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The results of combining the TWAMM approximation discussed in  and the TWAMM-specific storage optimization quantified herein, offer gas savings of nearly 25% on average and over 40% for some peak measures.
It is shown in  that optimal computational efficiency for TWAMM is when the FRAX approximation is used over the original Paradigm TWAMM algorithm. Thus the original reference TWAMM design  was modified to use the FRAX approximation, greatly simplifying arithmetic and allowing the removal of PRB Math  fromInt and toInt scaling calls in much of the design. This modified design is referred to throughout this article as the updated reference design.
Eight phases of gas reduction optimizations were then applied to the updated reference design:
- Optimization 1
Table 1: Properties of PRBMathUD60x18 and UQ112.112 number formats
- Optimization 2
- Replace multiplication and division with arithmetic shifts where possible.
- Optimization 3
- TWAMM-specific storage optimization.
- This optimization significantly reduces TWAMM’s storage of state for every block interval. Gas savings increase as the number of intervals between calls implying virtual order execution increases.
- This imposes new restrictions in specific contexts, requiring numerical analysis and tuning to be presented in a forthcoming article.
- Optimization 4
- Bit-packing of swap-direction and order ID into one 256-bit data word.
- This reduces the maximum order ID from 2^256 - 1 to 2^255 - 1.
- Optimization 5
- Replace the reserve value map with a reserve struct.
- Refactor optimization #3 operations into functions.
- Optimization 6
- Bit-packing of Order Block Interval (OBI) with reserves.
- Remove redundant OBI and token address storage from LongTermOrdersLib.
- This limits OBI from 1 to 65535 blocks.
- Optimization 7
- Convert LongTermOrder and OrderPool from “storage” to “memory” in execute virtual orders loop.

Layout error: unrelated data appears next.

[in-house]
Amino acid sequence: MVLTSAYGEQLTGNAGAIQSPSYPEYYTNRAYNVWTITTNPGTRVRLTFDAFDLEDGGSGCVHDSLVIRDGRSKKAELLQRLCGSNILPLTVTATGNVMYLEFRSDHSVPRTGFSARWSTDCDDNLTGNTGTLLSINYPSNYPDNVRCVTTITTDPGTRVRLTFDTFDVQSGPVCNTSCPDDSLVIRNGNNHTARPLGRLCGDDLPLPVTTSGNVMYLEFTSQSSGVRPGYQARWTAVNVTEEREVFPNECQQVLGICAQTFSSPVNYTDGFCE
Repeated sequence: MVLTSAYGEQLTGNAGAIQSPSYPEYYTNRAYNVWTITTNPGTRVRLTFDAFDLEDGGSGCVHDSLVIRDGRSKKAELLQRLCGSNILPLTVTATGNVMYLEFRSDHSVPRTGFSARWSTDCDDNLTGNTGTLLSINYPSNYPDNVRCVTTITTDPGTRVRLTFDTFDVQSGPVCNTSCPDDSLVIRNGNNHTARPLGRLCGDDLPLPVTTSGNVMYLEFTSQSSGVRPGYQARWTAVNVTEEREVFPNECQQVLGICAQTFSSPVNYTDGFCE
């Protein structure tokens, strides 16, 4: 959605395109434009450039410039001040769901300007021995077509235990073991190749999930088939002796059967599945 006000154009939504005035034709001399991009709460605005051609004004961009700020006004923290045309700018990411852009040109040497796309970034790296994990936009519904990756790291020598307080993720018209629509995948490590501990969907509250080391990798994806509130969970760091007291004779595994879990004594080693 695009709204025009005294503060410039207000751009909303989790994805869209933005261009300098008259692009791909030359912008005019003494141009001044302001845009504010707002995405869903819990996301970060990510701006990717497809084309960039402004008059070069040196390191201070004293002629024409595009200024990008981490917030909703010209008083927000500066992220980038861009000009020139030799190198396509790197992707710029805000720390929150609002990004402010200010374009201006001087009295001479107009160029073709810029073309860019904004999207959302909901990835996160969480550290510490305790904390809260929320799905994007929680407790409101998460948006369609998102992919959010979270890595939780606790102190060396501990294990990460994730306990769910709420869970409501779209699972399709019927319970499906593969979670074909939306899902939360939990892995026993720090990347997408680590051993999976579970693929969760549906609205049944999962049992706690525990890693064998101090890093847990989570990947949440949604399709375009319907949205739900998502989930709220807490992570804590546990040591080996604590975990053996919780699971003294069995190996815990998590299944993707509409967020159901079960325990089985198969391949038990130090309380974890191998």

- Optimization 8
- Remove unnecessary type casts from optimization #3.
Numerous additional optimization possibilities were explored, but measurements revealed that they degraded gas performance unacceptably.
Tables 2, 3, and 4 below present the measured minimum, average, and maximum gas usage, respectively, for designs implementing each of the numbered optimizations, applied incrementally (i.e. the optimization phase 3 design also contains optimizations 1 and 2). The incremental gas savings is presented between phases (for phase 1, the updated reference design is the comparison baseline).
Table 2: Minimum measured gas use for contract methods with incremental percentage savings from previous optimization phase.
Table 3: Average measured gas use for contract methods with incremental percentage savings from previous optimization phase.
Table 4: Maximum measured gas use for contract methods with incremental percentage savings from previous optimization phase.
Tables 5, 6, and 7 below show net gas savings (instead of incremental savings shown in tables 2-4) of the updated and optimized designs compared to the original reference design. Comparing the measurements of the original and updated reference design shows the effect of removing scaling calls and applying the TWAMM algorithm approximation.
Table 5: Minimum measured gas use for contract methods with net gas savings over original reference design.
Table 6: Average measured gas use for contract methods with net gas savings over original reference design.
Table 7: Maximum measured gas use for contract methods with net gas savings over original reference design.
Table 8 shows the total gas used for all design method calls and presents the savings as a percentage of the gas reduced from that used by the original reference design:
Table 8: Total gas used for all design method calls (* excludes approvals and transfers) with percent savings of the updated and optimized designs relative to the reference design.
A significant improvement in gas usage is demonstrated in the results of tables 2-4, with average savings approaching 25% as shown in table 8. The largest improvements occur in the maximum measured gas figures for each function. Optimization phase 3, the TWAMM-specific storage optimization, contributes the largest improvements to average and maximum measured figures, followed by the order ID bit-packing of optimization 4.